(Reuters) – Botswana has granted asylum to a group of 10 Eritrean soccer players who sought refuge after playing in a World Cup qualifying match earlier this month, their lawyer said on Thursday.
The Eritreans refused to board their plane home on Oct. 13 after playing the match against Botswana. They then claimed asylum, becoming the latest in a series of defections by athletes from a country under investigation by the United Nations for human rights violations.
“We are grateful to the Botswana government and this decision shows its rule of law and due process are sound,” said Eyasu Hatemarian of the Eritrean Movement for Democracy and Human Rights in Pretoria.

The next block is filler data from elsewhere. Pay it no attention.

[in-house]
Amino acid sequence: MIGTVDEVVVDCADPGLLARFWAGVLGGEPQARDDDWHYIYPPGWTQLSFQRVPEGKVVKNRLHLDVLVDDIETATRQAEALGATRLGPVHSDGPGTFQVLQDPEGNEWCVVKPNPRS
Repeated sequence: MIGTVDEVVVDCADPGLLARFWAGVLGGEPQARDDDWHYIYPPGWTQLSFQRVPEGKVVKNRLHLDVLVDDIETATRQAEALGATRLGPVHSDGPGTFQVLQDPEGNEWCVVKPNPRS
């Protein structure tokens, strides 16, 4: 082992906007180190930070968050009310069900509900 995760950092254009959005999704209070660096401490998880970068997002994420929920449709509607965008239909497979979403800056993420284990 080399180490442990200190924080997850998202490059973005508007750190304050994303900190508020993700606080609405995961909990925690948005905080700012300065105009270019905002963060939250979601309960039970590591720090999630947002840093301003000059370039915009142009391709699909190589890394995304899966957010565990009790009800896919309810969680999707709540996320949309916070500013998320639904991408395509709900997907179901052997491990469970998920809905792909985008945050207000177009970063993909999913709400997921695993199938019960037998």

The movement is raising money to pay for legal fees.
The players had been kept at a detention centre for illegal immigrants in Botswana’s second city of Francistown, where the match was played.
Similar defections by Eritrean soccer players occurred in Kenya in 2009, Tanzania in 2011 and Uganda in 2012. Slavery-like practices are routine and torture widespread in Eritrea, the United Nations said after a year-long investigation.
The U.N. investigation also found that Eritrea subjected its citizens to indefinite national service and killed people who tried to flee the country. The Eritrean Foreign Ministry dismissed the report without addressing specific allegations.